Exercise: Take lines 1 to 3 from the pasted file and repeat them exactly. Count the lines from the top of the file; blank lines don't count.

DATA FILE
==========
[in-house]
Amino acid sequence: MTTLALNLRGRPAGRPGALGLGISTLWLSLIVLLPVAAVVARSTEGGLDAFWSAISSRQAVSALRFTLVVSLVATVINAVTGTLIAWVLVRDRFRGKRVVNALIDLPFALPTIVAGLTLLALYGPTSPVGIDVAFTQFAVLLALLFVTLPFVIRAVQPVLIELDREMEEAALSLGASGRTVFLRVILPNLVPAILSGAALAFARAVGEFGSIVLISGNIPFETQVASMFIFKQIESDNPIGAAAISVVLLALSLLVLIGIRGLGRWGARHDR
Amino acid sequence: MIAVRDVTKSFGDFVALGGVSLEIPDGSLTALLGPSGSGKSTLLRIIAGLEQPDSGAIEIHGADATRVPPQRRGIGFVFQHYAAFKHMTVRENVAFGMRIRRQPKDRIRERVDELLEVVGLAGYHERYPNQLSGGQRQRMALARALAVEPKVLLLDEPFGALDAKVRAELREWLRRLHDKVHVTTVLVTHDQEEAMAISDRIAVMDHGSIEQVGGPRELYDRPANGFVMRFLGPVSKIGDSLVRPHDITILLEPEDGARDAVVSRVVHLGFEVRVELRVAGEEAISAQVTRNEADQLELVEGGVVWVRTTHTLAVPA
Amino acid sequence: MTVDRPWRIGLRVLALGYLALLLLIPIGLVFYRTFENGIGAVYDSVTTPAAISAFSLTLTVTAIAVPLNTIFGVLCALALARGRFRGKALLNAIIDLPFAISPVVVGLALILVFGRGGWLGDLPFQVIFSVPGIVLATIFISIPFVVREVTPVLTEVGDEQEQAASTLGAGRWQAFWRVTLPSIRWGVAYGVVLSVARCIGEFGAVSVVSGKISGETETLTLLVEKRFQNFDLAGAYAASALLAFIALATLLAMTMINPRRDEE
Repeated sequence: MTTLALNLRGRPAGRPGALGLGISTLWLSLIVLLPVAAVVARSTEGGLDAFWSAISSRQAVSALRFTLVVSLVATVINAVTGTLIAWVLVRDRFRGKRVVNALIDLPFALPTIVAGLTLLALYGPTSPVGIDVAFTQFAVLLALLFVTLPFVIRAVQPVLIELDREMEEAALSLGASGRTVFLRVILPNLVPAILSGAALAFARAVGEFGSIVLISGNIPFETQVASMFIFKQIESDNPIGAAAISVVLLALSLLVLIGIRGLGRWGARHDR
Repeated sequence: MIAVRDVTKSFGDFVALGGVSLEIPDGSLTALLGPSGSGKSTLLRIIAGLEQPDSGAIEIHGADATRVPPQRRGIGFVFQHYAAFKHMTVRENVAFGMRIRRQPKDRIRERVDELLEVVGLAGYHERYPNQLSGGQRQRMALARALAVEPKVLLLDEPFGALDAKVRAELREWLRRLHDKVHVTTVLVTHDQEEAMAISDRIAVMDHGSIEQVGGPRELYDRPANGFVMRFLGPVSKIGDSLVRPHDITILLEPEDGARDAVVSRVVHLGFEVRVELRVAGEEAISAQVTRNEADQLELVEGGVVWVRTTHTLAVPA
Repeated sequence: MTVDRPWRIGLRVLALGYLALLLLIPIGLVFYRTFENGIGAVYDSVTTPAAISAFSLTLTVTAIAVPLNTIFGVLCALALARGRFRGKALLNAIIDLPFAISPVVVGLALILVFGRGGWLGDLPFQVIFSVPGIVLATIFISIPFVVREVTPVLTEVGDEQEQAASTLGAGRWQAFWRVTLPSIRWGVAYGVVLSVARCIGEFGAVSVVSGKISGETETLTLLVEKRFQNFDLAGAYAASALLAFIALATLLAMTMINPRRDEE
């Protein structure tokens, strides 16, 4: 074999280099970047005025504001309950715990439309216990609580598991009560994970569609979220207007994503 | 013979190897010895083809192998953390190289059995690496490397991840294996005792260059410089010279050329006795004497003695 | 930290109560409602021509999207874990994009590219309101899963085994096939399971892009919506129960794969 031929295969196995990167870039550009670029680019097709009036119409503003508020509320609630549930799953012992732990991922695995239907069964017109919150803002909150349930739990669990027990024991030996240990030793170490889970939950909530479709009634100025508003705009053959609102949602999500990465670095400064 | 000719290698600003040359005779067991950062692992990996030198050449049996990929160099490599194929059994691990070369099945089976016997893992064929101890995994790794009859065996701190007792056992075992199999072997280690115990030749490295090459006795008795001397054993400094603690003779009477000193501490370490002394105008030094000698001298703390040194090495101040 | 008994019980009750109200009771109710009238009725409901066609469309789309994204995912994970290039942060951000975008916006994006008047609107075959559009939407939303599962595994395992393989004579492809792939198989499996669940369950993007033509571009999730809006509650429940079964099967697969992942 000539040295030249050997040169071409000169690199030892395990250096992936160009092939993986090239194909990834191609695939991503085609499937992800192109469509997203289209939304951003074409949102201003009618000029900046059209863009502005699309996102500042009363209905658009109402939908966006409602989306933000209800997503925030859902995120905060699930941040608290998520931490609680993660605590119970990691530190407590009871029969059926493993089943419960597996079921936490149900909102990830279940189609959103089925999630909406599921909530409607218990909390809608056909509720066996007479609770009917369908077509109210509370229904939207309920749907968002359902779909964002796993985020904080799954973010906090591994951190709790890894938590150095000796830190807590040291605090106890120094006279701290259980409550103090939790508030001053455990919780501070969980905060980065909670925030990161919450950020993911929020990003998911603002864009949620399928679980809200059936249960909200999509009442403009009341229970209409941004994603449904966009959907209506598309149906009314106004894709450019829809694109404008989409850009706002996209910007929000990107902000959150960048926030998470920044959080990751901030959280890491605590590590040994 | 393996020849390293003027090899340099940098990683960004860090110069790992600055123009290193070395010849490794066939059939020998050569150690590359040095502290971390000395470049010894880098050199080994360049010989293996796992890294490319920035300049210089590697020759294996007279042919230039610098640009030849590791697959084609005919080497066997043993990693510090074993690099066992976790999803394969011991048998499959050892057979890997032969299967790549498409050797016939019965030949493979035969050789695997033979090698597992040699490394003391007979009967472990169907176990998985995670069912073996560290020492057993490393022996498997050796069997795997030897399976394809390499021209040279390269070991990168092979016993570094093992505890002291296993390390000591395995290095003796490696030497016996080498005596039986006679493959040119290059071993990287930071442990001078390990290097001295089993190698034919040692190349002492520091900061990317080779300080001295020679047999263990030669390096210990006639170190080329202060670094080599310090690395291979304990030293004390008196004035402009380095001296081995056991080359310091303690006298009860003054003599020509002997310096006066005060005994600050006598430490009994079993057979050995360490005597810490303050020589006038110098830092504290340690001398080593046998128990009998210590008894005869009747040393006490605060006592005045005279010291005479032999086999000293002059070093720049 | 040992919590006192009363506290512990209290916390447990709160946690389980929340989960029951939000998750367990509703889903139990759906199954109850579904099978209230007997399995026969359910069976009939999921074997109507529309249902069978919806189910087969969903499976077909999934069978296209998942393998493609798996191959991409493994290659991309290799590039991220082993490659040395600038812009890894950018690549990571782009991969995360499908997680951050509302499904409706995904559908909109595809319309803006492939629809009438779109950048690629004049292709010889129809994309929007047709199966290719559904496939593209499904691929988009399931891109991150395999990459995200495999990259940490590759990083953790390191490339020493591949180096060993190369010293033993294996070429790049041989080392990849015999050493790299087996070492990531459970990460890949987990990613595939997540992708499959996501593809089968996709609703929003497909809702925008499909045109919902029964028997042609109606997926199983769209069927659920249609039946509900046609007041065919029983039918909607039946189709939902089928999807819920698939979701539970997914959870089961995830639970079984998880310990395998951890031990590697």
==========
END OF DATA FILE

[in-house]
Amino acid sequence: MTTLALNLRGRPAGRPGALGLGISTLWLSLIVLLPVAAVVARSTEGGLDAFWSAISSRQAVSALRFTLVVSLVATVINAVTGTLIAWVLVRDRFRGKRVVNALIDLPFALPTIVAGLTLLALYGPTSPVGIDVAFTQFAVLLALLFVTLPFVIRAVQPVLIELDREMEEAALSLGASGRTVFLRVILPNLVPAILSGAALAFARAVGEFGSIVLISGNIPFETQVASMFIFKQIESDNPIGAAAISVVLLALSLLVLIGIRGLGRWGARHDR
Amino acid sequence: MIAVRDVTKSFGDFVALGGVSLEIPDGSLTALLGPSGSGKSTLLRIIAGLEQPDSGAIEIHGADATRVPPQRRGIGFVFQHYAAFKHMTVRENVAFGMRIRRQPKDRIRERVDELLEVVGLAGYHERYPNQLSGGQRQRMALARALAVEPKVLLLDEPFGALDAKVRAELREWLRRLHDKVHVTTVLVTHDQEEAMAISDRIAVMDHGSIEQVGGPRELYDRPANGFVMRFLGPVSKIGDSLVRPHDITILLEPEDGARDAVVSRVVHLGFEVRVELRVAGEEAISAQVTRNEADQLELVEGGVVWVRTTHTLAVPA